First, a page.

They also employed as many as ten accomplices at a time and took great pains to hinder investigators and debunkers by placing traps in the aisles of the theater. That way, no one could sneak onto the stage during their séance and surprise them. One of the tricks that they used during private performances was to run a string through the buttonholes of the sitters. The reason for this, they said, was to "prevent collusion" but in reality, it prevented anyone from approached the Davenport's spirit cabinet.
In spite of this, many people refused to believe that the brothers could be anything other than spirit mediums. Even newspaper accounts gave them credit for producing miracles. This report appeared in the conservative London Post:
"The musical instruments, bells, etc., were placed on the table; the Davenport Brothers were then manacled, hands and feet, and securely bound to the chairs by ropes. A chain of communication (though not a circular one) was formed, and the instant the lights were extinguished the musical instruments appeared to be carried about the room. The current of air, which they occasioned in their rapid transit was felt upon the faces of all present.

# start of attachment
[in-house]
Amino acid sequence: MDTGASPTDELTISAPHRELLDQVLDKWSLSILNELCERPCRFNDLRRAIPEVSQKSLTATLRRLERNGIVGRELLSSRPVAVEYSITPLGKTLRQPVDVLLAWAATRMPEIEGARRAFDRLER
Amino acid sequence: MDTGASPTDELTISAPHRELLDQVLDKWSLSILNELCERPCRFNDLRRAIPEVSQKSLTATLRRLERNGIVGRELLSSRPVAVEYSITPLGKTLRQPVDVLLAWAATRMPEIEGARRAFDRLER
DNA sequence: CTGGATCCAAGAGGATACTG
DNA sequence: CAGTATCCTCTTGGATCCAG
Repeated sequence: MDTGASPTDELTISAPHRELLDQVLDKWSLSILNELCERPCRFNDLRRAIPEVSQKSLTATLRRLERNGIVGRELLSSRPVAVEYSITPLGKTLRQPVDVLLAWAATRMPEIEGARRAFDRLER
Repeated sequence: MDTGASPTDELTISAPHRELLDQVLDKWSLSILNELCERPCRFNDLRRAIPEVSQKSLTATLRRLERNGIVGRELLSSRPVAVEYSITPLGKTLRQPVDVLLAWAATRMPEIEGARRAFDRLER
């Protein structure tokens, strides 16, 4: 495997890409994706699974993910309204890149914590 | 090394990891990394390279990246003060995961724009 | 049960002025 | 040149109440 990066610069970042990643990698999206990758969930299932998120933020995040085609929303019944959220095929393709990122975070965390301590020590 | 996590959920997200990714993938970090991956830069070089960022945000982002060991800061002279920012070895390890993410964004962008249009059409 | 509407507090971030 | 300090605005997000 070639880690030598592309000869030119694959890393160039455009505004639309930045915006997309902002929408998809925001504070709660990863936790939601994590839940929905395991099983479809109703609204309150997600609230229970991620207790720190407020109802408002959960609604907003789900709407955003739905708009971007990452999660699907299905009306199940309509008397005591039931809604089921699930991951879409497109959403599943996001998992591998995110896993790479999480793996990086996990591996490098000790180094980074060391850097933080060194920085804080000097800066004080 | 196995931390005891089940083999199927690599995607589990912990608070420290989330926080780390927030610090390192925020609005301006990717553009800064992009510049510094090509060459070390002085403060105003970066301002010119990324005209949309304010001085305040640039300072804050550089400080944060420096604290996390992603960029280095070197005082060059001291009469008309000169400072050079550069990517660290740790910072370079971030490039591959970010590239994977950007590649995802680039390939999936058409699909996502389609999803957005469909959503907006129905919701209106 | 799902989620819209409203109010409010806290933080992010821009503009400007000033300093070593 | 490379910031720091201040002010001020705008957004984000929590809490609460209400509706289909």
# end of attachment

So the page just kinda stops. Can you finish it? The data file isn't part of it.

"The bells were loudly rung; the trumpets made knocks upon the floor, and the tambourine appeared running around the room, jingling with all its might. At the same time sparks were observed as if passing from south to west. Several persons exclaimed that they were touched by the instruments, which on occasion became so demonstrative that one gentleman received a knock on the nasal organ which broke the skin and caused a few drops of blood to flow."
With the press taking such a remarkable view of the brothers, it's no wonder that spectators were even more impressed and amazed. And while the Davenport's never made any claims of being mediums, they continued to thwart investigators until the end of their careers. In all of those years, they were never caught cheating!
The Davenport's careers came to an end in 1877 when William died suddenly. In honor of his brother, Ira ordered a magnificent memorial for him on which was carved a representation of their ropes, cabinet and other séance props. William had died in Australia and cemetery officials in Sydney would not allow the monument within the cemetery grounds. It was placed outside instead. Ira himself died in 1911.